Who What Arena Billions**
Bill Gates * Microsoft Computer Software           91.0
Amancio Ortega* Zara and Inditex Fashion Retail           71.2
Warren Buffett* Berkshire Hathaway Investments           73.6
Carlos Slim Helu* America Movil Telecom           49.4
Jeff Bezos* Amazon Computer Retail           67.2
Mark Zuckerberg* Facebook Computer Social Media           50.8
Larry Ellison* Oracle Computer Software           41.8
Michael Bloomberg* Bloomberg Investments           40.0

*Created their own companies

**Bloomberg reports as of 12/31/2016

I am not astonished at these numbers, nor that six of the eight are Americans, nor that five of the eight are in technology.  Look at what they have built.  Think of the services and products they have created and distributed to willing buyers.  Their wealth is the result of creating value for others.  All of them created the companies that represent most of their wealth.

What astonishes me is the fact that 3.6 billion people, (including children) own an average of $135 each.  Who do you know who has $135 total wealth?  Think; who owes more than they own?  Anyone who has a job, rents an apartment, has no savings, uses credit cards, and borrows money to buy a car, or go to college.  During the recent recession, plenty of people were “under water” on their mortgaged homes.  That is here in America; I am sure Asia, the Middle East, India, Central America, South America, and Africa have plenty of poor people with no prospects for improvement.  Whose responsibility are they?

It is unclear what the article is suggesting, but the point is lost on me.  It sounds like envy.

The only thing this article suggests to me is, that if you took every penny from the world’s 8 richest people, and distributed it among the 3.6 billion poorest people, they each would have $135 more than they have now, and we would not have the services and goods these eight produce.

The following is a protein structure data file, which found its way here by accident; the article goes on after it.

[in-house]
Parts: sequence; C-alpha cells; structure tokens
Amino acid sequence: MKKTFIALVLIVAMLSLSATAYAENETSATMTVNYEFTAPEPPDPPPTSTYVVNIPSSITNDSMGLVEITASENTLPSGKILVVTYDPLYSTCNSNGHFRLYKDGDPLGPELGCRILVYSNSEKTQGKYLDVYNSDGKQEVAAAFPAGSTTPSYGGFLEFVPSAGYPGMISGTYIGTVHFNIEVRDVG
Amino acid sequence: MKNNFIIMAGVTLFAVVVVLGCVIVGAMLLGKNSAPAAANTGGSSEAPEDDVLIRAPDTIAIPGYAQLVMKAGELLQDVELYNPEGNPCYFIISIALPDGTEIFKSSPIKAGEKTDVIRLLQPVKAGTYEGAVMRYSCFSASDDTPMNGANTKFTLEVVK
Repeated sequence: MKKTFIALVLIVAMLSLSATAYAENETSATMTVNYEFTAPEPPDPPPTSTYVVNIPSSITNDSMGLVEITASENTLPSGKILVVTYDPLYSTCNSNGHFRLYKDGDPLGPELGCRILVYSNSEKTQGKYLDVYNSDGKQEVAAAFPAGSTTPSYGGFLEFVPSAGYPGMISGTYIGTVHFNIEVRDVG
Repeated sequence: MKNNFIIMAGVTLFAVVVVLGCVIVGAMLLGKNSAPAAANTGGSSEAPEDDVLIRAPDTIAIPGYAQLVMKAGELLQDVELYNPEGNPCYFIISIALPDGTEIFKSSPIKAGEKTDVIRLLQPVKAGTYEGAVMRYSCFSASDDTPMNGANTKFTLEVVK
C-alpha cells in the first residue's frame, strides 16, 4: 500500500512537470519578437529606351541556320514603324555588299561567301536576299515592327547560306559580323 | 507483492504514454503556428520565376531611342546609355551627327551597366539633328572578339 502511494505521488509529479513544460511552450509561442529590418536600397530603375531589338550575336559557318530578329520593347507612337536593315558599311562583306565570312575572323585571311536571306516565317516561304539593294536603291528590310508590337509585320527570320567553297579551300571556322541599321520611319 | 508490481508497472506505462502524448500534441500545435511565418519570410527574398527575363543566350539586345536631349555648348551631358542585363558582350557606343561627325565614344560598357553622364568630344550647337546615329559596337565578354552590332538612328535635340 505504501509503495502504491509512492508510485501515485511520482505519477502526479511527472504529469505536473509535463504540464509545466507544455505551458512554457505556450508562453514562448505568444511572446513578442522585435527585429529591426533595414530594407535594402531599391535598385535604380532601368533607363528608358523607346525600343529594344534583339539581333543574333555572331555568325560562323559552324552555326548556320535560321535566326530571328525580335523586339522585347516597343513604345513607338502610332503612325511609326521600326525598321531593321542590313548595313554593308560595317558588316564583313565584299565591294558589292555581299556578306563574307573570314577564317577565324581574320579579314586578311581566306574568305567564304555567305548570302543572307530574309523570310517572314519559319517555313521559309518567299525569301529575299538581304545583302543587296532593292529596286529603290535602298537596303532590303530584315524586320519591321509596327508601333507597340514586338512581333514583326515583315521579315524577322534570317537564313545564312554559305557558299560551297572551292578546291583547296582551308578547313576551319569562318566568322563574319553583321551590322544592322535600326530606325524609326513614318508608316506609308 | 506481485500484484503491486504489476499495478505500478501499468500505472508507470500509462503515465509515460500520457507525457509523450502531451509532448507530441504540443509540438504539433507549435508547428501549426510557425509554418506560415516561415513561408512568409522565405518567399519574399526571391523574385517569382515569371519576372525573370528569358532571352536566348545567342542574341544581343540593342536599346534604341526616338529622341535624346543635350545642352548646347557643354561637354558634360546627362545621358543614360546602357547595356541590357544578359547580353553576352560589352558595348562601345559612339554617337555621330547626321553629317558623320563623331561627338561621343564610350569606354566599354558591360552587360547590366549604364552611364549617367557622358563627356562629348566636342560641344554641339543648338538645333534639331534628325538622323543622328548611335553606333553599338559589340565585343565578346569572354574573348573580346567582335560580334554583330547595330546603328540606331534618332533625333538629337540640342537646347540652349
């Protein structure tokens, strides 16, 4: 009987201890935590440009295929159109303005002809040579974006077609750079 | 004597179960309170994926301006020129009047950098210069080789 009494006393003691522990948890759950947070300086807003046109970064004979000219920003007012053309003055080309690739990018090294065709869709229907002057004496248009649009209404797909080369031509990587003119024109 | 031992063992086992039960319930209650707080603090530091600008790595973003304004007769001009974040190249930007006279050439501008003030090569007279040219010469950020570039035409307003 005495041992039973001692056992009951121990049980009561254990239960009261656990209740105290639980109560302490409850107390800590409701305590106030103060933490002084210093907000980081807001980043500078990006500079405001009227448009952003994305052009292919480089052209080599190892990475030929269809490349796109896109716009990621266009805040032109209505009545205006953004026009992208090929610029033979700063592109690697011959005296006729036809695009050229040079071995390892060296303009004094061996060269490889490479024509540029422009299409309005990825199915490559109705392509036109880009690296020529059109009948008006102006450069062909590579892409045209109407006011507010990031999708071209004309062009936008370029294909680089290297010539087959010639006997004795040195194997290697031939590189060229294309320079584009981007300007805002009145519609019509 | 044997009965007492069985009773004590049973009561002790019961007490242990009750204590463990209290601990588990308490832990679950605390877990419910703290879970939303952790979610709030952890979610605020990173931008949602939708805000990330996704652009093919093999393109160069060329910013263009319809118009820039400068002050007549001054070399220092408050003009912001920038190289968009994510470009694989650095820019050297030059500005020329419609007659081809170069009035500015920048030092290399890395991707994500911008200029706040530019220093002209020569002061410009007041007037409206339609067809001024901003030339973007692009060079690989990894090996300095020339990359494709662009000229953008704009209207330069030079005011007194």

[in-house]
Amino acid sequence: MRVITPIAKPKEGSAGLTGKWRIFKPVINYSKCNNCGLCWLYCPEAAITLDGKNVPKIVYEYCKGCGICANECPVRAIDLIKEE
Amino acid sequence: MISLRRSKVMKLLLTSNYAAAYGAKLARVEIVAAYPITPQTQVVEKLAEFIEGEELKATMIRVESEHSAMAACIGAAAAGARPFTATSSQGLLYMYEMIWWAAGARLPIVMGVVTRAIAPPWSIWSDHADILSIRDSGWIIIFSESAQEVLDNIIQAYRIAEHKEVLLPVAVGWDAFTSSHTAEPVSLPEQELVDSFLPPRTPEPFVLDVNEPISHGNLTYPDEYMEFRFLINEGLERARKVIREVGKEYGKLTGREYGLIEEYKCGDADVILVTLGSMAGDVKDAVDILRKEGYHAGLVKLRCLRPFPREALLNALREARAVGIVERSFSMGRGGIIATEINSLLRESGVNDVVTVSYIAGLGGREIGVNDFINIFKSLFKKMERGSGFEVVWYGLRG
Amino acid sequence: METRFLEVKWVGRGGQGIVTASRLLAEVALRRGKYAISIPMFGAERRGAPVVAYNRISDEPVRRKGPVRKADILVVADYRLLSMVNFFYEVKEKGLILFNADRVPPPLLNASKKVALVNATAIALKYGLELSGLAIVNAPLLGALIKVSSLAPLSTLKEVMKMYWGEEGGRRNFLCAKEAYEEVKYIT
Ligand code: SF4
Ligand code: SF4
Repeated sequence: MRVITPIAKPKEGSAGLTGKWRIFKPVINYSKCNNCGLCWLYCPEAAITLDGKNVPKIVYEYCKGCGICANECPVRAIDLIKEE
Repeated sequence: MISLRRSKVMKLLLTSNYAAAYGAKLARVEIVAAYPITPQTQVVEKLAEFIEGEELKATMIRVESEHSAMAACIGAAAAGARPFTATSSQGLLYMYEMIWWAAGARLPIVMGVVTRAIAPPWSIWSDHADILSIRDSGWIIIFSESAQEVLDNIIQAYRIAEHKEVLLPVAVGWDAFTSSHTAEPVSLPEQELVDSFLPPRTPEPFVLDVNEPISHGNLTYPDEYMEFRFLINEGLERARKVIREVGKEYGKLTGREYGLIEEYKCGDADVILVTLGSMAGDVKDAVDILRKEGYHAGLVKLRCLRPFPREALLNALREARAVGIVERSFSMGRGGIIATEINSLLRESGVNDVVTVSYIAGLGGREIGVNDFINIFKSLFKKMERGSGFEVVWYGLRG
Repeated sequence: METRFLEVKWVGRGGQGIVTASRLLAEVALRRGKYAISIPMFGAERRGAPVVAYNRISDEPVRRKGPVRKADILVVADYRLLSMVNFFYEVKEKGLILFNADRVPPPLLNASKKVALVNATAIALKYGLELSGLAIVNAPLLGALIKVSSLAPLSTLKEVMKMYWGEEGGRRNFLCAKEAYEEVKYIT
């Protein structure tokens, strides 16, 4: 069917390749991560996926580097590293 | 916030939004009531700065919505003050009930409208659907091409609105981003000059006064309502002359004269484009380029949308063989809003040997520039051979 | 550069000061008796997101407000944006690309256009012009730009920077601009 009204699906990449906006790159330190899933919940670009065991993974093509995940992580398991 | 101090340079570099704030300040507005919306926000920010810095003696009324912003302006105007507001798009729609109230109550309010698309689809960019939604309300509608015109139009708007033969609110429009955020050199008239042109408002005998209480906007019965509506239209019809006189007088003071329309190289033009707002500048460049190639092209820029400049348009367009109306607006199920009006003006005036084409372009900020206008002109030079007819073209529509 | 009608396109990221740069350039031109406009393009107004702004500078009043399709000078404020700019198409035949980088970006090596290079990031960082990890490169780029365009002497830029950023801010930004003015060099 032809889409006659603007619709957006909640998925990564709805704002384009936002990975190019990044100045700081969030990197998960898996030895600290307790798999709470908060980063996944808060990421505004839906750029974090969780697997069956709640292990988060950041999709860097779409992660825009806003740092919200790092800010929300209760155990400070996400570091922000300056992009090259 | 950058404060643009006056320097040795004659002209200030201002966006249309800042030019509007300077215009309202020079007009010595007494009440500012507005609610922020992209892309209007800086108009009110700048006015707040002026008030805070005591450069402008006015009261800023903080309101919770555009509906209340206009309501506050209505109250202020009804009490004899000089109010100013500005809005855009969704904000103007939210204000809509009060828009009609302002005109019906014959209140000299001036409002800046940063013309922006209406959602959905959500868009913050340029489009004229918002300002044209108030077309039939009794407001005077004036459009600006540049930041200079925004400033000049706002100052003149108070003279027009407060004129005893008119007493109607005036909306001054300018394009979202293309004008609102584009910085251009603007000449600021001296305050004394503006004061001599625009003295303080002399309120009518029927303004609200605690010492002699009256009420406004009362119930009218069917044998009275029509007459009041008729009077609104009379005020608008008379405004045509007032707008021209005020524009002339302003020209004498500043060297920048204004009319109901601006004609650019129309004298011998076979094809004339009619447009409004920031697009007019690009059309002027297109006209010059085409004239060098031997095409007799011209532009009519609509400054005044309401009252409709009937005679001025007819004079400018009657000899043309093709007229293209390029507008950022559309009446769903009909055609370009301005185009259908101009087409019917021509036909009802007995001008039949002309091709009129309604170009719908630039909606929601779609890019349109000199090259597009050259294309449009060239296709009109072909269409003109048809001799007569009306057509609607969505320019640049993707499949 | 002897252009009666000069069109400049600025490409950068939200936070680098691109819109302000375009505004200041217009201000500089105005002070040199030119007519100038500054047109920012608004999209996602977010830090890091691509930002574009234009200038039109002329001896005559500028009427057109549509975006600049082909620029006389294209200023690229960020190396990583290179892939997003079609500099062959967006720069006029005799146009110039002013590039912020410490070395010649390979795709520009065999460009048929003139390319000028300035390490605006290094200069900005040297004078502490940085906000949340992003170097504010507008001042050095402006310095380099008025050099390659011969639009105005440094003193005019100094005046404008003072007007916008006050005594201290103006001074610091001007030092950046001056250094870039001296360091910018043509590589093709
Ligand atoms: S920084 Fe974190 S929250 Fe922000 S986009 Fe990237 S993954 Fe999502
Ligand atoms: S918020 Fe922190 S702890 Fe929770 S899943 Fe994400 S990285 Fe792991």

Our Glass House

One thing that stands out about the debate over equality is the way Americans limit their geographic boundaries.  We seem to talk about inequality only within national borders.  Income and wealth disparity is greatest among nations.

If you want to silence a discussion of inequality, mention this: The USA has 4.5% of the world’s population and owns 33.2% of the world’s wealth. We Americans would have to give up 86.4% of what we have, to equalize wealth with the other 7.2 billion people in the world.  Is that what the authors propose?  I doubt it.

One estimate of the total wealth on our planet is $255 quadrillion dollars.  That would mean about $36,000 per person when divided by 7.5 billion people.  However, infrastructure, education, access, communications, logistics, culture, climate, security, resources, health, age, and many other elements are not evenly distributed or available.  Some societies do not allow women to own property or have money unless it is controlled by a man.  Other societies are so corrupt that what they have is stolen from them at every turn.

History suggests that even if all assets were evenly distributed, the money would soon be redistributed to the few who provide the goods and services for the many.

Bloomberg’s listing of billionaires includes 197 whose total wealth is $3 trillion.  I do not know what percentage of the world’s population that matches, but it is about 15% of the $20 trillion national debt of the USA.  That would be $2.86 for every person in the world; $62,700 for each man, woman, and child in America.  What would be the average wealth of an American if we subtracted $62,700 from their net worth to pay the debt?

A Bigger Pie

Consider this:  those who decry inequality pose it as a problem, but offer no solutions.  What would the authors of the inequality protest recommend to raise the wealth of the earth’s inhabitants without confiscating the value created by others?